Lis­ten to the mu­sic, watch the god­dam band and stop the tweet­ing

The Irish Times - Friday - The Ticket - - Opinion -

THIS MUST BE a first: on his cur­rent tour, reformed brat Ryan Adams is ask­ing that sketch artists be sent along to his shows in­stead of pho­tog­ra­phers. It’s not a joke – even by Adams’s own skewed stan­dards.

His think­ing is that the me­dia pho­tog­ra­phers who come along to take pic­tures to ac­com­pany the printed re­views of the show are a dis­trac­tion from the event.

Adams is by no means the first artist to ban pho­tog­ra­phers or the use of cam­era phones by pun­ters at his shows, but what makes this less a diva-strop type of de­mand and more of a po­lite re­quest is his con­sid­ered sug­ges­tion that a skilled sketch artist qui­etly goes about his work for the pur­pose of news­pa­per re­views. It’s all very quaint, but so far on the US leg of the tour a few news­pa­pers are play­ing ball and the re­sult­ing im­agery is dra­matic and en­gag­ing.

And Adams isn’t stop­ping just with the pho­tos – any mo­bile phone use by a con­cert goer is fu­ri­ously frowned upon. As the re­viewer from Lousville.com noted in his re­port: “If you were so fool­ish as to even flash the back­lit screen of your phone mo­men­tar­ily, you were de­scended upon with klieg lights and a stern ad­mo­ni­tion to PUT AWAY YOUR PHONE”.

Per­son­ally, I still don’t think that’s go­ing far enough. I have been to gigs where you’re re­quired to hand over your mo­bile, given a re­ceipt and then col­lect in on your way out, and the ex­pe­ri­ence of be­ing in a venue free from rows of mo­biles held up aloft or idiots tweet­ing what song the act has just played/what song the act is in the mid­dle of play­ing/what song the act has just started to play is a won­der­fully lib­er­at­ing ex­pe­ri­ence.

Talk to the av­er­age act these days and they will rue­fully say that go­ing on stage is like ap­pear­ing at a press con­fer­ence with so many de­vices be­ing thrust their way. They also find it dispir­it­ing to look out and see so many heads bowed down over their phones as they tap away as if they were at an exam not a live mu­sic show.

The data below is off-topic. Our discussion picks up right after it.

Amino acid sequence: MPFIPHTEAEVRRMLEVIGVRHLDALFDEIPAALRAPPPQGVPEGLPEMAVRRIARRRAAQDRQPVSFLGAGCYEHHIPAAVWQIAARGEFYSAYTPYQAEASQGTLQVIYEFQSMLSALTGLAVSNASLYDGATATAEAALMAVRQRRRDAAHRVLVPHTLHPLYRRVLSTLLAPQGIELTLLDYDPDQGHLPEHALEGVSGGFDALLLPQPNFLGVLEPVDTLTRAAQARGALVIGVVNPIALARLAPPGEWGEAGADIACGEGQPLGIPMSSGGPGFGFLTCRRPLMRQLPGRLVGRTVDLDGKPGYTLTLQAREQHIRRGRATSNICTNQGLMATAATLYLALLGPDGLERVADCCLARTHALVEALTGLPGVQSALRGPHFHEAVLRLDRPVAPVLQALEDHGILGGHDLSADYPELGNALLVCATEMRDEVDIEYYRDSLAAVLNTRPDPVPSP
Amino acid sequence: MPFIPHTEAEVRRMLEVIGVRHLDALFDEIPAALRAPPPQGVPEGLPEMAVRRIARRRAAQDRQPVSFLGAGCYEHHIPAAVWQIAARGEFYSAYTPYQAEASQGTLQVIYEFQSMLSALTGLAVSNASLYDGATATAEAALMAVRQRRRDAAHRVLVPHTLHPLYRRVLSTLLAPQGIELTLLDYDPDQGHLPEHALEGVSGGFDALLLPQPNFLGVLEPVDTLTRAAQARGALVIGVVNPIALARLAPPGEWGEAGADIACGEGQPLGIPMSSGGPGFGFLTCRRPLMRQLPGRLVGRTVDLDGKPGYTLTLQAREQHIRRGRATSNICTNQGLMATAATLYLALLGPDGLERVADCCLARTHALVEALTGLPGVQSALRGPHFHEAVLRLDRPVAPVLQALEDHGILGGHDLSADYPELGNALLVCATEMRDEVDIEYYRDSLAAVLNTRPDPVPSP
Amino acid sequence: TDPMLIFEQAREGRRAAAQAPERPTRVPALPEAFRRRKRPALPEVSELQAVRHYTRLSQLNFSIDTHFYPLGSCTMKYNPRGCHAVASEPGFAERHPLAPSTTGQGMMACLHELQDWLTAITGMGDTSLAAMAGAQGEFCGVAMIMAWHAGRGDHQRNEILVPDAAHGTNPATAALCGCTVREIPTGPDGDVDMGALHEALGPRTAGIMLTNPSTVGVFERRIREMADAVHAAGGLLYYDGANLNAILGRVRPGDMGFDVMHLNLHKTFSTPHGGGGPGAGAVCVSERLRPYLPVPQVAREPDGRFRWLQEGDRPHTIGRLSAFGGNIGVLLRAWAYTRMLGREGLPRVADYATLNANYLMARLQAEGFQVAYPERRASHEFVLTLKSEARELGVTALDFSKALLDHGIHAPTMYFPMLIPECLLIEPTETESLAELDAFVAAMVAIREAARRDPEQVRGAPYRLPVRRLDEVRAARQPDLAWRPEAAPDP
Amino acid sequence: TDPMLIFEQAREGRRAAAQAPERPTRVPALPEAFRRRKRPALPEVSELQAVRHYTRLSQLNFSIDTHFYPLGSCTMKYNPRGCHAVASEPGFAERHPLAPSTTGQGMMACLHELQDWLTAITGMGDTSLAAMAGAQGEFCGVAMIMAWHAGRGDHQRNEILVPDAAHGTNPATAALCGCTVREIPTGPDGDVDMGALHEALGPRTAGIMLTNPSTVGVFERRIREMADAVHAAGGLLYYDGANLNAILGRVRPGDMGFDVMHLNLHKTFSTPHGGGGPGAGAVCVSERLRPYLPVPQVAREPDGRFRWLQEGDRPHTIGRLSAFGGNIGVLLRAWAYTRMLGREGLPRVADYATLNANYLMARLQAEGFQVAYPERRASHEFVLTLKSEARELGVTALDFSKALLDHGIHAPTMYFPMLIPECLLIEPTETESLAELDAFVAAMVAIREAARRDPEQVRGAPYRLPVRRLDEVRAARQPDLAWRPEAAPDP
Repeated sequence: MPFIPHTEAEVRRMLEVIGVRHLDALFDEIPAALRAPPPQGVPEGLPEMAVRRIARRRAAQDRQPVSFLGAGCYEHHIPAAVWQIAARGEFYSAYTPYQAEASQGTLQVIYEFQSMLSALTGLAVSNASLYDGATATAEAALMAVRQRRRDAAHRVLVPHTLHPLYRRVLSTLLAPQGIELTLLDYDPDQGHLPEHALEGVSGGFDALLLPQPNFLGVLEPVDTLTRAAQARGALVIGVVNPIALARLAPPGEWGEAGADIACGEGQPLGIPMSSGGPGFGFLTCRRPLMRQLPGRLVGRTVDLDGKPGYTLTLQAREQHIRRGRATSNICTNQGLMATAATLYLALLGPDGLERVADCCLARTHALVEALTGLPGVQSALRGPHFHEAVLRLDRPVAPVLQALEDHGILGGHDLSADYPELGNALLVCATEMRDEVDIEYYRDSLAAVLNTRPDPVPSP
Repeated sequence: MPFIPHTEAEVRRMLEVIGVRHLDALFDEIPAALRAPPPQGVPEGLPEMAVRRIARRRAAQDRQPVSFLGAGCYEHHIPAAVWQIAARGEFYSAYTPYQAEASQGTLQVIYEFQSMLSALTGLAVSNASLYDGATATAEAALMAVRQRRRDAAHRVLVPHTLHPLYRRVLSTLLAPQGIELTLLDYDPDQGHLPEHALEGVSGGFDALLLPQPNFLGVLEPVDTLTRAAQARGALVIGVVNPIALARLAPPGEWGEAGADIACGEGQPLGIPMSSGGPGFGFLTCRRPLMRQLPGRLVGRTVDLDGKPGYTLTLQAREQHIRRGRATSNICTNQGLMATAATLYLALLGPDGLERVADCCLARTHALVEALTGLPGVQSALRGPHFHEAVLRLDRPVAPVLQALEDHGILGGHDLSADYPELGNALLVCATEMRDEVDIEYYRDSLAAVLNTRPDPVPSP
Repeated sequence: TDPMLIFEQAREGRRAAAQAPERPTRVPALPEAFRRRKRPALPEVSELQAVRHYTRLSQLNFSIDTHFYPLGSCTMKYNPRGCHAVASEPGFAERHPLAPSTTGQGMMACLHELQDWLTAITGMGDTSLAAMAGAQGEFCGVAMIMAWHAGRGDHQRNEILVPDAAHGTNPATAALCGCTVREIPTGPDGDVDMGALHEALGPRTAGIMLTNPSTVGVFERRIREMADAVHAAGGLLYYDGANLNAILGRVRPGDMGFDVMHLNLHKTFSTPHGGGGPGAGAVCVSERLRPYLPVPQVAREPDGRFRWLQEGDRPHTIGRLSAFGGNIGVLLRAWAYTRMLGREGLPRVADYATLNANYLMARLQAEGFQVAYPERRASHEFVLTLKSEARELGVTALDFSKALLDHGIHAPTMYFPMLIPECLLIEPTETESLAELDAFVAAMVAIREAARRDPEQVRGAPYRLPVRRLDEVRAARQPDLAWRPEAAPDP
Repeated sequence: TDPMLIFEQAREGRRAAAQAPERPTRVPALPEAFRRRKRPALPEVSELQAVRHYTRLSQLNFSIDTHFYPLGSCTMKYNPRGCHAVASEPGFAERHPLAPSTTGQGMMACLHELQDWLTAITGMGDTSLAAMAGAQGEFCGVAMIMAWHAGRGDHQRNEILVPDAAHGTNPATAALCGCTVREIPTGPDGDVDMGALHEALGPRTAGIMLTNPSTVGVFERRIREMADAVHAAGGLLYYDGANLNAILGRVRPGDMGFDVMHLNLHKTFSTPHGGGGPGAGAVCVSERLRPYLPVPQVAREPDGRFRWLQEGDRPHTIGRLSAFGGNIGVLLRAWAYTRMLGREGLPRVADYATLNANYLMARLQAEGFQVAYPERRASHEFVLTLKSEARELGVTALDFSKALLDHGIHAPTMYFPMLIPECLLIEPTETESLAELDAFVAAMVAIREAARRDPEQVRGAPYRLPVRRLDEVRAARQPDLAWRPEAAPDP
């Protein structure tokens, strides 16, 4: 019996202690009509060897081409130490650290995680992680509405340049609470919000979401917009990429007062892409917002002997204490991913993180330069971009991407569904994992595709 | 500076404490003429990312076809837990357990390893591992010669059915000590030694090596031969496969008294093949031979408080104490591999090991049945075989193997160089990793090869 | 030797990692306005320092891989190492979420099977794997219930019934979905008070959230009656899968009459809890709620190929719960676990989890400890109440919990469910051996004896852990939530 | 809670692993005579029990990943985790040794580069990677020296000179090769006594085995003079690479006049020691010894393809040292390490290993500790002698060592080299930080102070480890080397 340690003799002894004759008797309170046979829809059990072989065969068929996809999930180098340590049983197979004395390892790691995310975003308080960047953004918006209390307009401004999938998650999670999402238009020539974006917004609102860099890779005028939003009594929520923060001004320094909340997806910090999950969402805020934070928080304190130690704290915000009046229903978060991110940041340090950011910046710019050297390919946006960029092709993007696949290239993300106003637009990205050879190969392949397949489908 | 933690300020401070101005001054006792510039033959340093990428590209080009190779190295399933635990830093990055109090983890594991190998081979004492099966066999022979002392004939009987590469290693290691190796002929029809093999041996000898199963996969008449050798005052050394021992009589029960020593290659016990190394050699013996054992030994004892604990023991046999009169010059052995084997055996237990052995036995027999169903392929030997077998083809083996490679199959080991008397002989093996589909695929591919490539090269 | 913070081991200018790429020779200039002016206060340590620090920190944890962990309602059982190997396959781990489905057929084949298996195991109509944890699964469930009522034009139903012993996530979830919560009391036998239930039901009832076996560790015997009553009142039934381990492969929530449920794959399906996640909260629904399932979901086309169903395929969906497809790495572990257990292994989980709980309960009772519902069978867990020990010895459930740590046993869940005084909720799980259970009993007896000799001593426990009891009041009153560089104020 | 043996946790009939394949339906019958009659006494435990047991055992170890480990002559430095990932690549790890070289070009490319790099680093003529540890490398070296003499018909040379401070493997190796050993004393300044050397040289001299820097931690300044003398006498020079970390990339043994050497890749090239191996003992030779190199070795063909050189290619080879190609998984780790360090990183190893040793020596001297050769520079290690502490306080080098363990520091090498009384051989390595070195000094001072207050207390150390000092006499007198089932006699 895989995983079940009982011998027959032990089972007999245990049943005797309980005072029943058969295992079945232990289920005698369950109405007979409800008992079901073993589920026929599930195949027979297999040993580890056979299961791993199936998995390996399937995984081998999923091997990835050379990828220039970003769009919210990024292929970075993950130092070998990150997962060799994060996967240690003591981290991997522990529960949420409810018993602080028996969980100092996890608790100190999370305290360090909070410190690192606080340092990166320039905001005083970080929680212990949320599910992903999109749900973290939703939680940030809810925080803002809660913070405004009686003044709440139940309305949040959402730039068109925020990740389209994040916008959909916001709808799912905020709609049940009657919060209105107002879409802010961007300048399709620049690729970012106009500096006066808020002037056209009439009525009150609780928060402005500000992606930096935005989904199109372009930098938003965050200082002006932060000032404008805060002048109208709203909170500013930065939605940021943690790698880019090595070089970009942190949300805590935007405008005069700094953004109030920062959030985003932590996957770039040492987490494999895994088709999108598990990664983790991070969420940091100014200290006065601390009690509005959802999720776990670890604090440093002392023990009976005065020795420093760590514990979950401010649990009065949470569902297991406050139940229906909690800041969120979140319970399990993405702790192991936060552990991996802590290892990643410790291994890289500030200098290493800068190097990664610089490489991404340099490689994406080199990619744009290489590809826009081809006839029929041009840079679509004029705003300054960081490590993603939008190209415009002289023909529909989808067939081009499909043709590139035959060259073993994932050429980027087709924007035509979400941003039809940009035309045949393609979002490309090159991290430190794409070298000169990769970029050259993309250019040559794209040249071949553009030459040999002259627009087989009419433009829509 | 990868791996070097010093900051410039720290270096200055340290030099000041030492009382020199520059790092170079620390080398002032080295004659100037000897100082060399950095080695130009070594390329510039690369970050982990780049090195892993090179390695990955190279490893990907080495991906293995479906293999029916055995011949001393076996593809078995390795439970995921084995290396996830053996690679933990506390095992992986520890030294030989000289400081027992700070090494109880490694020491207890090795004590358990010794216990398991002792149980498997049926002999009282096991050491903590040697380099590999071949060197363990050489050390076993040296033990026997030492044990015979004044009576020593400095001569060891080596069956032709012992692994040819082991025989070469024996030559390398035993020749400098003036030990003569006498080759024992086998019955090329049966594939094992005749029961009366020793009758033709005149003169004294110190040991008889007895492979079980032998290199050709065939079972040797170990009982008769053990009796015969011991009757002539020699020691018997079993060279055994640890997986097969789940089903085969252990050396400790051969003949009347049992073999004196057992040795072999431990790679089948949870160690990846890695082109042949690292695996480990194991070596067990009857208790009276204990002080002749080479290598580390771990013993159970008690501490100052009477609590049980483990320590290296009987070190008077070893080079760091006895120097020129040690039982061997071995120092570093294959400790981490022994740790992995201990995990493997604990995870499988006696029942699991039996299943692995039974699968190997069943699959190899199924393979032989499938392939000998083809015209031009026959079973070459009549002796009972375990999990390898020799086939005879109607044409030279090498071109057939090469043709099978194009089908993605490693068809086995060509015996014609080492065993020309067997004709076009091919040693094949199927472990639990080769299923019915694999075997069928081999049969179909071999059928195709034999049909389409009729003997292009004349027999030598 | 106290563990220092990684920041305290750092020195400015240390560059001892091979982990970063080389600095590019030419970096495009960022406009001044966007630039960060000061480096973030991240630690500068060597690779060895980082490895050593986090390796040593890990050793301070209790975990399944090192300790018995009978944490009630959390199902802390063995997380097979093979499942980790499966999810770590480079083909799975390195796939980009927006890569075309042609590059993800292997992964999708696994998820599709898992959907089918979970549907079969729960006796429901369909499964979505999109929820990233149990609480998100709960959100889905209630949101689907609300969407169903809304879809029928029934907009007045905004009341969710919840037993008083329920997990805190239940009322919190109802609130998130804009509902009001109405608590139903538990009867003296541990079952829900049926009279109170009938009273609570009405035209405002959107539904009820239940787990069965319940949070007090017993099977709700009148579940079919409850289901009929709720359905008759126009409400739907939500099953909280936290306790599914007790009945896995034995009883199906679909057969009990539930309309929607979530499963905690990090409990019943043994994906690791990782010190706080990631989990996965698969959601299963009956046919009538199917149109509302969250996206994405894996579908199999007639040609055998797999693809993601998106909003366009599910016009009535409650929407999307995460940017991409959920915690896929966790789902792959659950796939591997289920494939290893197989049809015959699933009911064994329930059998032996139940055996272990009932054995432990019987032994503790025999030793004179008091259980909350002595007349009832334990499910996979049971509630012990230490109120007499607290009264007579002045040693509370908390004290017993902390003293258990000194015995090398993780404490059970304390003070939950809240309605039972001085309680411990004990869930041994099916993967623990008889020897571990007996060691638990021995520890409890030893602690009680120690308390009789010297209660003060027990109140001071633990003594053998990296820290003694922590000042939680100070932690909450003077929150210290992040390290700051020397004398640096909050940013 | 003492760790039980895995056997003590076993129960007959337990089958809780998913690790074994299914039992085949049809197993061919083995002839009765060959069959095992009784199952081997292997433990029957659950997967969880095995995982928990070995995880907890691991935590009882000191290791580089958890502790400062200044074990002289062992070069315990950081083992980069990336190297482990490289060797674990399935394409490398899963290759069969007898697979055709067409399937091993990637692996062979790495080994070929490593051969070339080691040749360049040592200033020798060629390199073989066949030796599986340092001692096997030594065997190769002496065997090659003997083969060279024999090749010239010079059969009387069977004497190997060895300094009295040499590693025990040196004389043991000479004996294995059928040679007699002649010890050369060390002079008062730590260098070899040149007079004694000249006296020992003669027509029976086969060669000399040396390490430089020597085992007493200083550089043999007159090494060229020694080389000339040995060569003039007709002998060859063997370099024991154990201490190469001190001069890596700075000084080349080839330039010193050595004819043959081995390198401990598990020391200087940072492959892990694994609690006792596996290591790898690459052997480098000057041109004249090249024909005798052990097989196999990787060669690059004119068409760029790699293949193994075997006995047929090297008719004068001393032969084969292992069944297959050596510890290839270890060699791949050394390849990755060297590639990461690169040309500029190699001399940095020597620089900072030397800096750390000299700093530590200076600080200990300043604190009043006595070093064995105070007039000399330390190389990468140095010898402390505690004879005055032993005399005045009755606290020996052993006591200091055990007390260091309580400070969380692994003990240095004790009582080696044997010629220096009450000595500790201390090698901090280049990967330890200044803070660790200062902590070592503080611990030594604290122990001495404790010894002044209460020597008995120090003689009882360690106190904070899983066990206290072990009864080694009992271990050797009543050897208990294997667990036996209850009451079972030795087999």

Some­times the no-pho­tos ban has a prac­ti­cal rea­son be­hind it: when Kanye West toured his Glow in the Dark al­bum in 2008, he re­quested no pho­tos be taken as he wanted to keep his elab­o­rate and ex­pen­sive stage set a sur­prise for peo­ple who had paid to see the spec­tac­u­lar later along on the tour.

Talk­ing, tex­ting, tweet­ing dur­ing shows is self­ish and stupid. Just as the peo­ple on the guest list are usu­ally the ones talk­ing loudly down the back and ru­in­ing it for ev­ery­one else, so those who are work­ing over­time on their phones are suck­ing out the at­mos­phere of what should be a communal event.

We’re not talk­ing the Taj Ma­hal or Eif­fel Tower here – there is no need to dig­i­tally record images of a per­for­mance, es­pe­cially when ev­ery photo taken ru­ins sight lines and an­noys peo­ple around you. And that rub­bishy video you took of a song – are you re­ally go­ing to be look­ing at that ever again or are you just tak­ing it be­cause you can?

What Adams is do­ing on this tour (which is billed as an in­ti­mate gui­tar/pi­ano event) is not just en­forc­ing the no-photo rule, but also not al­low­ing drinks into the theatre dur­ing the per­for­mance and re­quest­ing that no one comes or goes dur­ing a song. Prissy be­hav­iour, maybe, if you’re a me­dia guest-lis­ter used to pos­ing your way through a show, but real fans will know what the tour is all about.

Gigs these days are an ex­pen­sive busi­ness and those who pay for full-price tick­ets are en­ti­tled to a show with­out need­less dis­rup­tion.

There’s been a lot of talk about Adams’s do’s and don’ts, and the con­sen­sus so far is what a wel­come throw­back these shows are to pre-mo­bile days when you went to see a band – not tweet about them.

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